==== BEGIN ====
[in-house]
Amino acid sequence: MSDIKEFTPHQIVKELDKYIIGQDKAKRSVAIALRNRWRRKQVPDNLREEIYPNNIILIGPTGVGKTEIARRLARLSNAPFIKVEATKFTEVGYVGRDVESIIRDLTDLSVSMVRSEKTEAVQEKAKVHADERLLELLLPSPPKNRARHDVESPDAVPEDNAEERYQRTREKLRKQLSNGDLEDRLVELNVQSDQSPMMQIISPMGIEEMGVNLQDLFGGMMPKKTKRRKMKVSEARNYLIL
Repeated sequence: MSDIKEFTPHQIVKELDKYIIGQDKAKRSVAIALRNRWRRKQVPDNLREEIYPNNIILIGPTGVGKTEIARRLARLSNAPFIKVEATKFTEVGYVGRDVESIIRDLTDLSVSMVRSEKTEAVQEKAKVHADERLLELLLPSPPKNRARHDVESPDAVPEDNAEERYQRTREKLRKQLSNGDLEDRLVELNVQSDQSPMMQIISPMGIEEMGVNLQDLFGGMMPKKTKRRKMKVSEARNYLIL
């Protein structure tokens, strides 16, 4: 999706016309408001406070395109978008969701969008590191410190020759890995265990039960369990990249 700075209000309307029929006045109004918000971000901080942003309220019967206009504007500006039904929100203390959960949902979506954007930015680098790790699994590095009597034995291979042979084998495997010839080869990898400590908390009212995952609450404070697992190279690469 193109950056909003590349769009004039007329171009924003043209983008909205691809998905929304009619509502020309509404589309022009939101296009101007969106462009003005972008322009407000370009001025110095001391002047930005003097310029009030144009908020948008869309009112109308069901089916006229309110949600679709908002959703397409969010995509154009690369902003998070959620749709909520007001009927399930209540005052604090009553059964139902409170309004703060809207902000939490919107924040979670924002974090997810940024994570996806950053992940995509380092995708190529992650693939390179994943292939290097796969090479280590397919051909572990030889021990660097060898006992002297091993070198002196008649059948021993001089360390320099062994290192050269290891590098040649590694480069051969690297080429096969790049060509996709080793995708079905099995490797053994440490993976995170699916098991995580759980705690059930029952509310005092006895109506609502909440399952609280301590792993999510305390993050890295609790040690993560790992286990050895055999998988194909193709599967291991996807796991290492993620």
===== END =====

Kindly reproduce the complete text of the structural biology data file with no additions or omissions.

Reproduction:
[in-house]
Amino acid sequence: MSDIKEFTPHQIVKELDKYIIGQDKAKRSVAIALRNRWRRKQVPDNLREEIYPNNIILIGPTGVGKTEIARRLARLSNAPFIKVEATKFTEVGYVGRDVESIIRDLTDLSVSMVRSEKTEAVQEKAKVHADERLLELLLPSPPKNRARHDVESPDAVPEDNAEERYQRTREKLRKQLSNGDLEDRLVELNVQSDQSPMMQIISPMGIEEMGVNLQDLFGGMMPKKTKRRKMKVSEARNYLIL
Repeated sequence: MSDIKEFTPHQIVKELDKYIIGQDKAKRSVAIALRNRWRRKQVPDNLREEIYPNNIILIGPTGVGKTEIARRLARLSNAPFIKVEATKFTEVGYVGRDVESIIRDLTDLSVSMVRSEKTEAVQEKAKVHADERLLELLLPSPPKNRARHDVESPDAVPEDNAEERYQRTREKLRKQLSNGDLEDRLVELNVQSDQSPMMQIISPMGIEEMGVNLQDLFGGMMPKKTKRRKMKVSEARNYLIL
């Protein structure tokens, strides 16, 4: 999706016309408001406070395109978008969701969008590191410190020759890995265990039960369990990249 700075209000309307029929006045109004918000971000901080942003309220019967206009504007500006039904929100203390959960949902979506954007930015680098790790699994590095009597034995291979042979084998495997010839080869990898400590908390009212995952609450404070697992190279690469 193109950056909003590349769009004039007329171009924003043209983008909205691809998905929304009619509502020309509404589309022009939101296009101007969106462009003005972008322009407000370009001025110095001391002047930005003097310029009030144009908020948008869309009112109308069901089916006229309110949600679709908002959703397409969010995509154009690369902003998070959620749709909520007001009927399930209540005052604090009553059964139902409170309004703060809207902000939490919107924040979670924002974090997810940024994570996806950053992940995509380092995708190529992650693939390179994943292939290097796969090479280590397919051909572990030889021990660097060898006992002297091993070198002196008649059948021993001089360390320099062994290192050269290891590098040649590694480069051969690297080429096969790049060509996709080793995708079905099995490797053994440490993976995170699916098991995580759980705690059930029952509310005092006895109506609502909440399952609280301590792993999510305390993050890295609790040690993560790992286990050895055999998988194909193709599967291991996807796991290492993620």